The Offshore Voyaging Reference Site


JHH5II-13998I’m an electronics technician by trade and a believer in logic and scientific method. When I ran my businesses I was an analytical manager delving into the numbers as a foundation for my decisions.

And when voyaging, I’m a compulsive list keeper, boat preparer and weather analyzer. Yes, I’m the hard cold facts guy. Well…except for two things:

I know, it makes no sense. But I can’t help it. On Morgan’s Cloud no one may whistle, and we never mention that animal that bacon comes from. Still it’s not that bad really. I mean, just two superstitions. Anyone is allowed that many…right?

Of course, there was my decision of last week, which some people have misinterpreted. We were getting ready to round Cape Hatteras with a lovely forecast and a fair wind but at the last moment I postponed for 24 hours so we could enjoy the port we were in and spend more time with some friends. The fact that it was Friday the 13th had absolutely nothing to do with my delay. I’m way too logical for that.

What about you? Please leave a comment.

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Luís Serpa

Hi John,

I totally identify with your post. At a certain point in my life I ran a charter company (well company’s a bit too big a name, I had one boat only. and ran also, I actually did everything, from wiping the office floor to skipper the boat). I’m a rational guy, as you, but for fun – I insist, for fun and to give that “nautical experience” our clients are looking for – I started “being” superstitious. No whistling, no flowers, no animal name (funny, in French the forbidden animal is the one with long ears, not the one bacon comes from), no leaving on Fridays (that was easy, charters started on Saturdays).

Things went on happily for two years, and I was not superstitious, not at all. Until a spring I was in La Rochelle preparing the boat to the upcoming season, masted her and – horror – saw that I had forgotten to put the coin under the mast.

My head was bursting with images of falling masts, spreaders right on one of the clients, gosh, what was I heading for. So without hesitating, without even losing time t think, I ran to the lift operator who had just put my mast on and asked him to liftit again “just for a second”.

When he asked me why I – who had not wasted time thinking – told him the truth: “I forgot to put the coin under the mast”.

You have to know la Rochelle (one of France busiest marinas) and have some notions on the French character t understand the miracle that followed: he came back to my boat and lift the mast again.

I placed the coin (which I had reserved beforehand) and that day yes, I stopped once and for all “not being” superstitious. The lift operator said yes, but if he had bullets on his eyes I would not have survived.


Hi John:
In the late 60’s I was a deck hand on a fish boat off the coast of Vancouver Island. One of the big issues on the boat were canned things. The problem was if you opened the can upside down! You were all right if it was something like a can of beans that was used immediately but if it was something like a can of milk that would be used over a number of days the can went over the side immediately.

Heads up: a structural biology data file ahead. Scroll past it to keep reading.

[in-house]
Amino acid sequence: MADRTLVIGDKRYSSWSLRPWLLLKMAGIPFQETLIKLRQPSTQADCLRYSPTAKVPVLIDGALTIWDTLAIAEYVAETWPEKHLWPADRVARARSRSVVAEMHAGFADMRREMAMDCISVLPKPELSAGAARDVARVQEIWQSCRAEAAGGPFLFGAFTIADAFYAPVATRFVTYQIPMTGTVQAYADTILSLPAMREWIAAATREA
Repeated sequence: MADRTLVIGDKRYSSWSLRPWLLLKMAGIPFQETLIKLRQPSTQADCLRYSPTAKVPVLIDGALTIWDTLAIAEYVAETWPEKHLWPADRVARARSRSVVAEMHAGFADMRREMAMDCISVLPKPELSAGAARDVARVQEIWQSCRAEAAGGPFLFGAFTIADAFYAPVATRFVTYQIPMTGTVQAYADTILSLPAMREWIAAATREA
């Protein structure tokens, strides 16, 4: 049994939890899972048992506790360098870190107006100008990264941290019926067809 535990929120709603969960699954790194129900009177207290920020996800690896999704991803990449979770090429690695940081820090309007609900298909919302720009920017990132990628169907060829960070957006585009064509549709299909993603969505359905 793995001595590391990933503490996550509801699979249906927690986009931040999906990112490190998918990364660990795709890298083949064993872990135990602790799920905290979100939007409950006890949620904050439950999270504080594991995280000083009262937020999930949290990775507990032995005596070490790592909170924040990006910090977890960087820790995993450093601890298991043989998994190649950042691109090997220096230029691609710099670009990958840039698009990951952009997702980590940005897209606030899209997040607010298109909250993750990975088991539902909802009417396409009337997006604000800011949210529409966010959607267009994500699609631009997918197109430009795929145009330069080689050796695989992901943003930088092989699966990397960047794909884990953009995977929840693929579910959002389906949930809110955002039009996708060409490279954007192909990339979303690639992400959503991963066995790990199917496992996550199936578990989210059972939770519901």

David Nutt

I am not superstitious, I just don’t like to take chances. If I want to leave on a Friday I head out Thursday, find a nice anchorage for the night and then head out knowing I left the day before. So far, so good.


I’m not superstitious at all but it’s only my second boat. I too am a list making, boat preparing, weather analyzer.

I wonder if the more time you spend out there, the more superstitious you become?


I always say it’s bad luck to be superstitious.


When people ask us where we are going we always say “toward,” never “to.” That my be superstition or indecision, but we’re not sure…

Scott Kuhner

I can’t believe the coincidence. Kitty and I were in Vero beach and were planning to go down to Ft Pierce to go off shore to Beaufort, NC. However, it was Friday the 13th, so we continued up inside to Cape Canaveral. It is a good hing we did; because it blew hard that and the next day and friends who had poo pooed the notion of Friday the 13th had a miserable ride. Where were you coming from when you were going to round Hatteras? We are now in Oriental, NC waiting for Sunday’s thunderstorms to pass by. After two circumnavigations, we have become wimps.


Is singing aboard ok?

Paul Mills


I think I am not superstitious and in fact, last week left Falmouth for Troon on Friday the 13th. Had a fantastic trip, especialy across from Lands End to Howth with a spanking force 7 on the quarter. However, on leaving Howth the engine began to loose revs and we had to sail back into the berth, with enough engine to stop us alongside. It transpired that we had dead diesel bug spores blocking the primary filter …. nothing evident in the bowl just the filter….. maybe if I had left a day later?? where did I put that lucky rabbits foot?